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A Guaranty May Be Enforceable Even If Collection Of The Underlying Debt Is Barred

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In Cedar-Fieldstone Marketplace, LP v. T.S. Fitness, Inc., the Massachusetts Appeals Court considered whether a release of a landlord’s claims against a tenant for unpaid rent precluded the landlord from bringing a collection action against the guarantor of the lease. The court held that the landlord was not precluded from seeking payment from the guarantor for unpaid rent.

T.S. Fitness, Inc. (“Tenant”) rented commercial property from Cedar-Fieldstone Marketplace, LP (“Landlord”) in New Bedford, Massachusetts. To secure Tenant’s payment obligations under the lease, the president of Tenant (“Guarantor”) executed a personal guaranty. Tenant defaulted, and Landlord brought a summary process action against it in District Court. The action was resolved through an agreement for judgment (the “Agreement”). The Agreement allowed Tenant to continue to occupy the premises for three months and to make monthly use and occupancy payments. After three months, Tenant was to vacate the premises. Guarantor was not a party to that Agreement.

Landlord brought a collection action in Superior Court against Tenant and Guarantor seeking unpaid rent. A Superior Court judge held that the Agreement barred Landlord’s claim against Tenant. A second Superior Court judge ruled on summary judgment that Landlord’s count against Guarantor, however, was not barred. Guarantor appealed, arguing that he could not be liable under the Guaranty because Tenant’s underlying liability was resolved by the Agreement.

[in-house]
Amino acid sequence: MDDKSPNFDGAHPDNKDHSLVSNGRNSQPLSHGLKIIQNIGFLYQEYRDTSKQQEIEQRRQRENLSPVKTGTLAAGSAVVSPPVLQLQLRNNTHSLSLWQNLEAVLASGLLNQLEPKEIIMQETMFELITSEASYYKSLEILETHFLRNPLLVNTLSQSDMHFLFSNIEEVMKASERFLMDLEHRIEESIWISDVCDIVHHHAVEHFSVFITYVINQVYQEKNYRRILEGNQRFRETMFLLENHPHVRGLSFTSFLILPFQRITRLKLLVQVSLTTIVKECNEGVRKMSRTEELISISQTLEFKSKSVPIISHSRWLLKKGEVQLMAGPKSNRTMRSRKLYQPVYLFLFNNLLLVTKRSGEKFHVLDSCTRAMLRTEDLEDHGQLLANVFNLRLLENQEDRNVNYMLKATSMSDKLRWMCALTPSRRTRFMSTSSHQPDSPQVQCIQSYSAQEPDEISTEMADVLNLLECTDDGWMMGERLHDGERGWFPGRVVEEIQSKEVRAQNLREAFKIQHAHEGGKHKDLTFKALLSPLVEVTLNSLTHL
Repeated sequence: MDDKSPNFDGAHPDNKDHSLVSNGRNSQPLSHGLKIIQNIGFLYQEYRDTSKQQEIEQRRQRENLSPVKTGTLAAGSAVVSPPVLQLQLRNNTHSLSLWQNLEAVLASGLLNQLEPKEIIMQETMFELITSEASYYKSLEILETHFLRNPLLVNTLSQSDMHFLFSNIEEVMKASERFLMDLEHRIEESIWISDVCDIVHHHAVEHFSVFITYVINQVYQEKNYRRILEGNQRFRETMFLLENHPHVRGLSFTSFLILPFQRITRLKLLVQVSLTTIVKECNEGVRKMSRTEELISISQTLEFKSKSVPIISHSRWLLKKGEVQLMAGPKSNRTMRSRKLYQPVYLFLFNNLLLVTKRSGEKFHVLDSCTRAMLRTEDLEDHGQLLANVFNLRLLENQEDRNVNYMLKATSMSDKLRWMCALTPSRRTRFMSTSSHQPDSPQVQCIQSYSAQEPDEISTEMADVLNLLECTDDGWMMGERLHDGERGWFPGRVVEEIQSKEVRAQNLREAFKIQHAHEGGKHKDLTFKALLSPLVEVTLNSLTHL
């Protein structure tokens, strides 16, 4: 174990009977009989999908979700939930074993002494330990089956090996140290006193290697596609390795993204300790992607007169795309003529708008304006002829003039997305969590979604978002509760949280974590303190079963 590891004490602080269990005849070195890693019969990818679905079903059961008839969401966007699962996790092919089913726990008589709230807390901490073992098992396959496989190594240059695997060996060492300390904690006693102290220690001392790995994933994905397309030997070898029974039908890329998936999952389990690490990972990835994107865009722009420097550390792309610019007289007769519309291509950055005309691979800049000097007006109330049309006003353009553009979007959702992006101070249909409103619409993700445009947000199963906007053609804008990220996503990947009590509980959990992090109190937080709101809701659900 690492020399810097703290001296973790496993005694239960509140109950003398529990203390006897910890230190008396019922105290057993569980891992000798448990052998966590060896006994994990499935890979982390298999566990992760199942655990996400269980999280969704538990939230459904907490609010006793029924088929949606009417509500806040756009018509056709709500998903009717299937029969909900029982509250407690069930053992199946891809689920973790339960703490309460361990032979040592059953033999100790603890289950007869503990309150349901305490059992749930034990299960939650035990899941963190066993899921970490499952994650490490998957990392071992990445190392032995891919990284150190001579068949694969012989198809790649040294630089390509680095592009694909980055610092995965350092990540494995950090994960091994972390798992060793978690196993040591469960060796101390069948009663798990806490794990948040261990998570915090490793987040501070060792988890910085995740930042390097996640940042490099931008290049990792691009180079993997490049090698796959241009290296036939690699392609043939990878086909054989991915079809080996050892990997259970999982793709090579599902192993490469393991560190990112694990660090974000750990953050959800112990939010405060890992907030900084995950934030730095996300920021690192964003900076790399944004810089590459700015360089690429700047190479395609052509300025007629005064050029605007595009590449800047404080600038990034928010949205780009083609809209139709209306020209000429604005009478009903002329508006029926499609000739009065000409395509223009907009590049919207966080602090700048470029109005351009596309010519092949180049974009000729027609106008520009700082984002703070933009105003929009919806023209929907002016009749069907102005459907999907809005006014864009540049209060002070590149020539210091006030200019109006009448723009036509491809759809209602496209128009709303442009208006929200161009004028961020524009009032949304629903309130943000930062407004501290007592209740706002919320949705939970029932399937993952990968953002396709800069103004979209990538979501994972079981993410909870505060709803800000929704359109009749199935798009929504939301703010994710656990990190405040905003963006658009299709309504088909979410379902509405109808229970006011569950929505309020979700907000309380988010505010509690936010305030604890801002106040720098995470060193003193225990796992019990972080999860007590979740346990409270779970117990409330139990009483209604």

The court was unpersuaded by Guarantor’s argument. The court stated that it saw “no legal bar to a guarantor’s agreeing—as part of the negotiated terms of a guaranty—that his obligation to fund the underlying debt would survive a settlement of that debt between the principal obligor and the recipient of the guaranty.” As such, the court looked to the terms of the guaranty to determine the intent of the parties.

The court considered several aspects of the guaranty in analyzing the intent of the parties. First, the court noted that it was an absolute and unconditional guaranty, that Guarantor’s liability was joint and several, and that there were no procedural actions Landlord had to take as a precondition to seeking recovery from Guarantor. Next, the court highlighted language in the guaranty that stated that the liability of Guarantor would not be diminished or modified by any consent or release between Landlord and Tenant. Finally, the court emphasized that the guaranty stated that Landlord’s rights “are intended to be distinct, separate and cumulative and no exercise or partial exercise of any such right or remedy therein or herein mentioned is intended to be in exclusion of or a waiver of any of the others.”

The court held that the express terms of the guaranty were clear: the guaranty intended to provide Landlord a means for collecting unpaid rent, and the rights of Landlord against Guarantor were independent of its rights to collect unpaid rent from Tenant. Accordingly, Landlord was entitled to collect from Guarantor. 

This case highlights important aspects in both drafting and enforcing a guaranty. To the extent a guaranty clearly provides that the guarantor’s obligations are not affected by a release of the principal obligor, and the agreement releasing the principal obligor does not suggest otherwise, the guaranty should remain enforceable.

This advisory was prepared by Beth Mitchell, partner in Nutter’s Real Estate Department. For more information, please contact Beth, or your Nutter attorney at 617.439.2000.

This advisory is for information purposes only and should not be construed as legal advice on any specific facts or circumstances. Under the rules of the Supreme Judicial Court of Massachusetts, this material may be considered as advertising.

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